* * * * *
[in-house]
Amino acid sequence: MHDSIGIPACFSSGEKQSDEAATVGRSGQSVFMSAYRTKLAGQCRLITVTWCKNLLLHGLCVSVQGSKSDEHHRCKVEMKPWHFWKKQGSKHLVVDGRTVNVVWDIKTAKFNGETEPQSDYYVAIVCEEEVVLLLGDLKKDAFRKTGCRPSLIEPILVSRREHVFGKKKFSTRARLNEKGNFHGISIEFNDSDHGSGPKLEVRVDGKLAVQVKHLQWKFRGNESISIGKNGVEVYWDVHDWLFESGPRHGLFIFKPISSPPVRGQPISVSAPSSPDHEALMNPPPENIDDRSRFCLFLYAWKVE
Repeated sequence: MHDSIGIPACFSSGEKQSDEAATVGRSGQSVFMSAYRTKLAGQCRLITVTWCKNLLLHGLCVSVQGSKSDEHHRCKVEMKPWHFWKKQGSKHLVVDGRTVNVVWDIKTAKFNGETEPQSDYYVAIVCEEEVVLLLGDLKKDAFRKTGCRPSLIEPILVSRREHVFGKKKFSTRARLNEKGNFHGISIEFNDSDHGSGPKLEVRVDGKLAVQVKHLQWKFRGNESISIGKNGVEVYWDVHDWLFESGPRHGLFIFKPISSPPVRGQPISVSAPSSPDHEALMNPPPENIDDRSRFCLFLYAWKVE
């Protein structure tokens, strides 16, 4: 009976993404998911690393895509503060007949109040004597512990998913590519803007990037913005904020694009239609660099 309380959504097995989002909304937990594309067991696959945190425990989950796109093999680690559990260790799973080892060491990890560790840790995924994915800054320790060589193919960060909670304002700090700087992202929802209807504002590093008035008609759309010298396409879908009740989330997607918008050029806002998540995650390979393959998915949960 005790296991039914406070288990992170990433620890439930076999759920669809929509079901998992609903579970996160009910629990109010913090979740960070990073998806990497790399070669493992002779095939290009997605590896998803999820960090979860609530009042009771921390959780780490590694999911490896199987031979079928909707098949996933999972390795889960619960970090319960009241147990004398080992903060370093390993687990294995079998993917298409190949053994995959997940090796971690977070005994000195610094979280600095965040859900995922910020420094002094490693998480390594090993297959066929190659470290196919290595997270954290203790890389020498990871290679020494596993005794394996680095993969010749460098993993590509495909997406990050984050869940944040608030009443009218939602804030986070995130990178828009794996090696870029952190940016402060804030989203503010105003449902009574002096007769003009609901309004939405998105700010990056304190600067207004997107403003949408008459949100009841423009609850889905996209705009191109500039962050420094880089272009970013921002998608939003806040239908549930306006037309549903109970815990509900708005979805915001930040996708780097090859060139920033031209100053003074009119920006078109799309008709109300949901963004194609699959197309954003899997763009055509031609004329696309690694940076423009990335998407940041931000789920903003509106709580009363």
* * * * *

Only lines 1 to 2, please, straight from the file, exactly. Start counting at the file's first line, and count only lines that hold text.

[in-house]
Amino acid sequence: MHDSIGIPACFSSGEKQSDEAATVGRSGQSVFMSAYRTKLAGQCRLITVTWCKNLLLHGLCVSVQGSKSDEHHRCKVEMKPWHFWKKQGSKHLVVDGRTVNVVWDIKTAKFNGETEPQSDYYVAIVCEEEVVLLLGDLKKDAFRKTGCRPSLIEPILVSRREHVFGKKKFSTRARLNEKGNFHGISIEFNDSDHGSGPKLEVRVDGKLAVQVKHLQWKFRGNESISIGKNGVEVYWDVHDWLFESGPRHGLFIFKPISSPPVRGQPISVSAPSSPDHEALMNPPPENIDDRSRFCLFLYAWKVE